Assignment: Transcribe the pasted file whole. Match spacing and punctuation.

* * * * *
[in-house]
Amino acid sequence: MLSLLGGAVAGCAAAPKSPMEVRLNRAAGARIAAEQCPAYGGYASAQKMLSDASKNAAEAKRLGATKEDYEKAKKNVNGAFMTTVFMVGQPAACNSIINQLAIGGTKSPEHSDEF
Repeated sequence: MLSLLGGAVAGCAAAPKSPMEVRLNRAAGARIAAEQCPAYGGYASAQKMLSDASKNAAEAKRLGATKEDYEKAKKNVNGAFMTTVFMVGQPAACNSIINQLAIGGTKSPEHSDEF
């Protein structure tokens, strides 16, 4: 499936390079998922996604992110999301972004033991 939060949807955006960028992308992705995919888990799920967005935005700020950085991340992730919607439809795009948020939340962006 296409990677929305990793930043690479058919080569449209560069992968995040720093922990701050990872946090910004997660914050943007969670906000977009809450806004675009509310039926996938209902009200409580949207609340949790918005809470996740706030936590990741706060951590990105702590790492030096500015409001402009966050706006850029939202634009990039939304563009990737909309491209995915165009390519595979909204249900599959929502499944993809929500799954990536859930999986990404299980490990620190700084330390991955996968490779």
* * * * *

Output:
[in-house]
Amino acid sequence: MLSLLGGAVAGCAAAPKSPMEVRLNRAAGARIAAEQCPAYGGYASAQKMLSDASKNAAEAKRLGATKEDYEKAKKNVNGAFMTTVFMVGQPAACNSIINQLAIGGTKSPEHSDEF
Repeated sequence: MLSLLGGAVAGCAAAPKSPMEVRLNRAAGARIAAEQCPAYGGYASAQKMLSDASKNAAEAKRLGATKEDYEKAKKNVNGAFMTTVFMVGQPAACNSIINQLAIGGTKSPEHSDEF
């Protein structure tokens, strides 16, 4: 499936390079998922996604992110999301972004033991 939060949807955006960028992308992705995919888990799920967005935005700020950085991340992730919607439809795009948020939340962006 296409990677929305990793930043690479058919080569449209560069992968995040720093922990701050990872946090910004997660914050943007969670906000977009809450806004675009509310039926996938209902009200409580949207609340949790918005809470996740706030936590990741706060951590990105702590790492030096500015409001402009966050706006850029939202634009990039939304563009990737909309491209995915165009390519595979909204249900599959929502499944993809929500799954990536859930999986990404299980490990620190700084330390991955996968490779």